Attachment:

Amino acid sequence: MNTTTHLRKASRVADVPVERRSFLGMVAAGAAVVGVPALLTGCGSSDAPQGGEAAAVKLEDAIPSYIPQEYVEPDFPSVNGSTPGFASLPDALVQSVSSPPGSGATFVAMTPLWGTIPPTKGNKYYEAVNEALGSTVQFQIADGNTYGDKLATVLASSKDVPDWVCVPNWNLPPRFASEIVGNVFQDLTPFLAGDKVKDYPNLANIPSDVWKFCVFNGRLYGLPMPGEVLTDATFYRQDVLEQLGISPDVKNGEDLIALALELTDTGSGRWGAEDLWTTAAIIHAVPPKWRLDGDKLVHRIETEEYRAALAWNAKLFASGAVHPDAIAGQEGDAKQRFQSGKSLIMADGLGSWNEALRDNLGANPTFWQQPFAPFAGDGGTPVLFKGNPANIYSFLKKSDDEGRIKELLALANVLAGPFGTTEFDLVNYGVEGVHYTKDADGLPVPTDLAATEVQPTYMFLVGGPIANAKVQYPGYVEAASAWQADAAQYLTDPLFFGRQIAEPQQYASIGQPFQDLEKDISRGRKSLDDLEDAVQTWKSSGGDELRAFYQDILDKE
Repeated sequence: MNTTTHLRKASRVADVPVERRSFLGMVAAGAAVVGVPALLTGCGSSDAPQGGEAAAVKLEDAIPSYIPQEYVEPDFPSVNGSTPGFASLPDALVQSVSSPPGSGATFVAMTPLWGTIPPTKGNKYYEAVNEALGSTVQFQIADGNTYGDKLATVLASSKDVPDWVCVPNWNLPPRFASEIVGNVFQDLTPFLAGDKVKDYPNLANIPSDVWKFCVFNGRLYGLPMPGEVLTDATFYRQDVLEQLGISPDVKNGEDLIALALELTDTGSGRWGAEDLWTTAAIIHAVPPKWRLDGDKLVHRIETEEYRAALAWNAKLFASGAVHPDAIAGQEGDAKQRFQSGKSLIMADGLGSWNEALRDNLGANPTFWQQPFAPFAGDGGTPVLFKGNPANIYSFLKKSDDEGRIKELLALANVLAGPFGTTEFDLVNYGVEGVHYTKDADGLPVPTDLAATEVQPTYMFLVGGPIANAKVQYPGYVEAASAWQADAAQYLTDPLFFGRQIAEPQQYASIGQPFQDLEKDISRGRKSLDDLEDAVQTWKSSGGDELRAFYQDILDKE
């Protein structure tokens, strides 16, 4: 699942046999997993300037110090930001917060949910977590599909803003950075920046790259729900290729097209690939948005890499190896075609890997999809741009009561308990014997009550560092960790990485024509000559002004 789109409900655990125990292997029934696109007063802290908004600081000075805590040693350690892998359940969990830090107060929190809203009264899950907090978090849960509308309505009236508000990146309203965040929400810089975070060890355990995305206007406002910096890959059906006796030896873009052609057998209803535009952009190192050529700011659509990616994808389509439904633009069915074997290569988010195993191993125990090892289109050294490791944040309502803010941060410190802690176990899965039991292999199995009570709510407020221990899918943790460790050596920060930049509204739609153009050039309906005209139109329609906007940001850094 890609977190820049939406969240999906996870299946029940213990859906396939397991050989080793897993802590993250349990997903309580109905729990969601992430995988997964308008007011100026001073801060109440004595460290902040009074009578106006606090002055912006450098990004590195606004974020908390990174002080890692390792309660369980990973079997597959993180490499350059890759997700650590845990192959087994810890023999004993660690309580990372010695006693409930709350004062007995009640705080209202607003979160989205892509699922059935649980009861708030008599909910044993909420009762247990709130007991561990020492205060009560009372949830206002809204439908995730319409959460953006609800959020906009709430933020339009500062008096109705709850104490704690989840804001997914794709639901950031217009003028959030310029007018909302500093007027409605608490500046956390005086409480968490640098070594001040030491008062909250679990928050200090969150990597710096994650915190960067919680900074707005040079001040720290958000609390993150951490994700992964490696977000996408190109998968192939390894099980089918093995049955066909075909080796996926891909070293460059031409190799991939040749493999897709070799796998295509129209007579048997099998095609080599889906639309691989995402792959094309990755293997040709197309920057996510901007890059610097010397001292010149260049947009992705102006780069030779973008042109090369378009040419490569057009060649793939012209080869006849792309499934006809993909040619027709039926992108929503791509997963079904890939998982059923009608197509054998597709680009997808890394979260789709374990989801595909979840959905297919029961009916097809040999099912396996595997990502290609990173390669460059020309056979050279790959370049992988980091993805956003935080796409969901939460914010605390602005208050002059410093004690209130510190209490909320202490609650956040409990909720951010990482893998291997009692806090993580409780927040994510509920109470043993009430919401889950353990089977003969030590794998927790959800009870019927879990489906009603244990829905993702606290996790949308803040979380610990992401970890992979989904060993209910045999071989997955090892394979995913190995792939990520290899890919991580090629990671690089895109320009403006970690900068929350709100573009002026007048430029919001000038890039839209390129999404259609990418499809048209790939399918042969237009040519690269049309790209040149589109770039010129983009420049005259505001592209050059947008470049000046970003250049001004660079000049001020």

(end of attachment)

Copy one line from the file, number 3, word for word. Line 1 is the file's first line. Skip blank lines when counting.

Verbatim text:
């Protein structure tokens, strides 16, 4: 699942046999997993300037110090930001917060949910977590599909803003950075920046790259729900290729097209690939948005890499190896075609890997999809741009009561308990014997009550560092960790990485024509000559002004 789109409900655990125990292997029934696109007063802290908004600081000075805590040693350690892998359940969990830090107060929190809203009264899950907090978090849960509308309505009236508000990146309203965040929400810089975070060890355990995305206007406002910096890959059906006796030896873009052609057998209803535009952009190192050529700011659509990616994808389509439904633009069915074997290569988010195993191993125990090892289109050294490791944040309502803010941060410190802690176990899965039991292999199995009570709510407020221990899918943790460790050596920060930049509204739609153009050039309906005209139109329609906007940001850094 890609977190820049939406969240999906996870299946029940213990859906396939397991050989080793897993802590993250349990997903309580109905729990969601992430995988997964308008007011100026001073801060109440004595460290902040009074009578106006606090002055912006450098990004590195606004974020908390990174002080890692390792309660369980990973079997597959993180490499350059890759997700650590845990192959087994810890023999004993660690309580990372010695006693409930709350004062007995009640705080209202607003979160989205892509699922059935649980009861708030008599909910044993909420009762247990709130007991561990020492205060009560009372949830206002809204439908995730319409959460953006609800959020906009709430933020339009500062008096109705709850104490704690989840804001997914794709639901950031217009003028959030310029007018909302500093007027409605608490500046956390005086409480968490640098070594001040030491008062909250679990928050200090969150990597710096994650915190960067919680900074707005040079001040720290958000609390993150951490994700992964490696977000996408190109998968192939390894099980089918093995049955066909075909080796996926891909070293460059031409190799991939040749493999897709070799796998295509129209007579048997099998095609080599889906639309691989995402792959094309990755293997040709197309920057996510901007890059610097010397001292010149260049947009992705102006780069030779973008042109090369378009040419490569057009060649793939012209080869006849792309499934006809993909040619027709039926992108929503791509997963079904890939998982059923009608197509054998597709680009997808890394979260789709374990989801595909979840959905297919029961009916097809040999099912396996595997990502290609990173390669460059020309056979050279790959370049992988980091993805956003935080796409969901939460914010605390602005208050002059410093004690209130510190209490909320202490609650956040409990909720951010990482893998291997009692806090993580409780927040994510509920109470043993009430919401889950353990089977003969030590794998927790959800009870019927879990489906009603244990829905993702606290996790949308803040979380610990992401970890992979989904060993209910045999071989997955090892394979995913190995792939990520290899890919991580090629990671690089895109320009403006970690900068929350709100573009002026007048430029919001000038890039839209390129999404259609990418499809048209790939399918042969237009040519690269049309790209040149589109770039010129983009420049005259505001592209050059947008470049000046970003250049001004660079000049001020």